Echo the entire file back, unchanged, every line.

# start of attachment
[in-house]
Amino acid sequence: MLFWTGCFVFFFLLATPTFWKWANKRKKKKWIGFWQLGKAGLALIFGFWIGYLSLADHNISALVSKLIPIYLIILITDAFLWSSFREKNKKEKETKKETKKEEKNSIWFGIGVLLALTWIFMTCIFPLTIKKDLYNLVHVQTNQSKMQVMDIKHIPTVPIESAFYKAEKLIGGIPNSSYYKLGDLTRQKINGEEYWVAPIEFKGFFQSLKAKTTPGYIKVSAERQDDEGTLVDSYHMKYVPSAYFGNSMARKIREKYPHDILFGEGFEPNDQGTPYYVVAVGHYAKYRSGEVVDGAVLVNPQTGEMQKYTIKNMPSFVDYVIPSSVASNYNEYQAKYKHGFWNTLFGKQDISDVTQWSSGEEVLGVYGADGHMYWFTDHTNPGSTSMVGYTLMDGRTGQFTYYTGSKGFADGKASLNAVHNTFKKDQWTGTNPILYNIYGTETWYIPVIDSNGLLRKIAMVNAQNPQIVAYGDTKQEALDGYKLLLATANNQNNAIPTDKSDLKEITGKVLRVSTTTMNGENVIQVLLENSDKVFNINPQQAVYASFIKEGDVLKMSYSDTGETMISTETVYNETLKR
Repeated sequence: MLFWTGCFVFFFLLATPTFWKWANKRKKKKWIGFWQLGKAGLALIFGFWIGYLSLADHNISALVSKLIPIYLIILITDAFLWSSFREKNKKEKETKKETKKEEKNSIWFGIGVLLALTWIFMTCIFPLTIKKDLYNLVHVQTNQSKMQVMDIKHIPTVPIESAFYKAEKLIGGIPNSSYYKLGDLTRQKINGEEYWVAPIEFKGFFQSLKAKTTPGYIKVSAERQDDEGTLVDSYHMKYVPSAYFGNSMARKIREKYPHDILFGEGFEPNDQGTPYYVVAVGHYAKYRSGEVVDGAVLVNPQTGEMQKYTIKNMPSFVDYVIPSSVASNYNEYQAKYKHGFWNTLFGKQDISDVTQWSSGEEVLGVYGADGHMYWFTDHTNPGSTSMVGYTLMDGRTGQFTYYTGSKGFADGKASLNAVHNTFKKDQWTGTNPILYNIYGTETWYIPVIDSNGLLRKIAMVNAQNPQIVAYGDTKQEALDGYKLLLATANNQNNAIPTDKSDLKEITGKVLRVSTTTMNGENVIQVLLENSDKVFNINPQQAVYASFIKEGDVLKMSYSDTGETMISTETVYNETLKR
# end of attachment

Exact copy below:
[in-house]
Amino acid sequence: MLFWTGCFVFFFLLATPTFWKWANKRKKKKWIGFWQLGKAGLALIFGFWIGYLSLADHNISALVSKLIPIYLIILITDAFLWSSFREKNKKEKETKKETKKEEKNSIWFGIGVLLALTWIFMTCIFPLTIKKDLYNLVHVQTNQSKMQVMDIKHIPTVPIESAFYKAEKLIGGIPNSSYYKLGDLTRQKINGEEYWVAPIEFKGFFQSLKAKTTPGYIKVSAERQDDEGTLVDSYHMKYVPSAYFGNSMARKIREKYPHDILFGEGFEPNDQGTPYYVVAVGHYAKYRSGEVVDGAVLVNPQTGEMQKYTIKNMPSFVDYVIPSSVASNYNEYQAKYKHGFWNTLFGKQDISDVTQWSSGEEVLGVYGADGHMYWFTDHTNPGSTSMVGYTLMDGRTGQFTYYTGSKGFADGKASLNAVHNTFKKDQWTGTNPILYNIYGTETWYIPVIDSNGLLRKIAMVNAQNPQIVAYGDTKQEALDGYKLLLATANNQNNAIPTDKSDLKEITGKVLRVSTTTMNGENVIQVLLENSDKVFNINPQQAVYASFIKEGDVLKMSYSDTGETMISTETVYNETLKR
Repeated sequence: MLFWTGCFVFFFLLATPTFWKWANKRKKKKWIGFWQLGKAGLALIFGFWIGYLSLADHNISALVSKLIPIYLIILITDAFLWSSFREKNKKEKETKKETKKEEKNSIWFGIGVLLALTWIFMTCIFPLTIKKDLYNLVHVQTNQSKMQVMDIKHIPTVPIESAFYKAEKLIGGIPNSSYYKLGDLTRQKINGEEYWVAPIEFKGFFQSLKAKTTPGYIKVSAERQDDEGTLVDSYHMKYVPSAYFGNSMARKIREKYPHDILFGEGFEPNDQGTPYYVVAVGHYAKYRSGEVVDGAVLVNPQTGEMQKYTIKNMPSFVDYVIPSSVASNYNEYQAKYKHGFWNTLFGKQDISDVTQWSSGEEVLGVYGADGHMYWFTDHTNPGSTSMVGYTLMDGRTGQFTYYTGSKGFADGKASLNAVHNTFKKDQWTGTNPILYNIYGTETWYIPVIDSNGLLRKIAMVNAQNPQIVAYGDTKQEALDGYKLLLATANNQNNAIPTDKSDLKEITGKVLRVSTTTMNGENVIQVLLENSDKVFNINPQQAVYASFIKEGDVLKMSYSDTGETMISTETVYNETLKR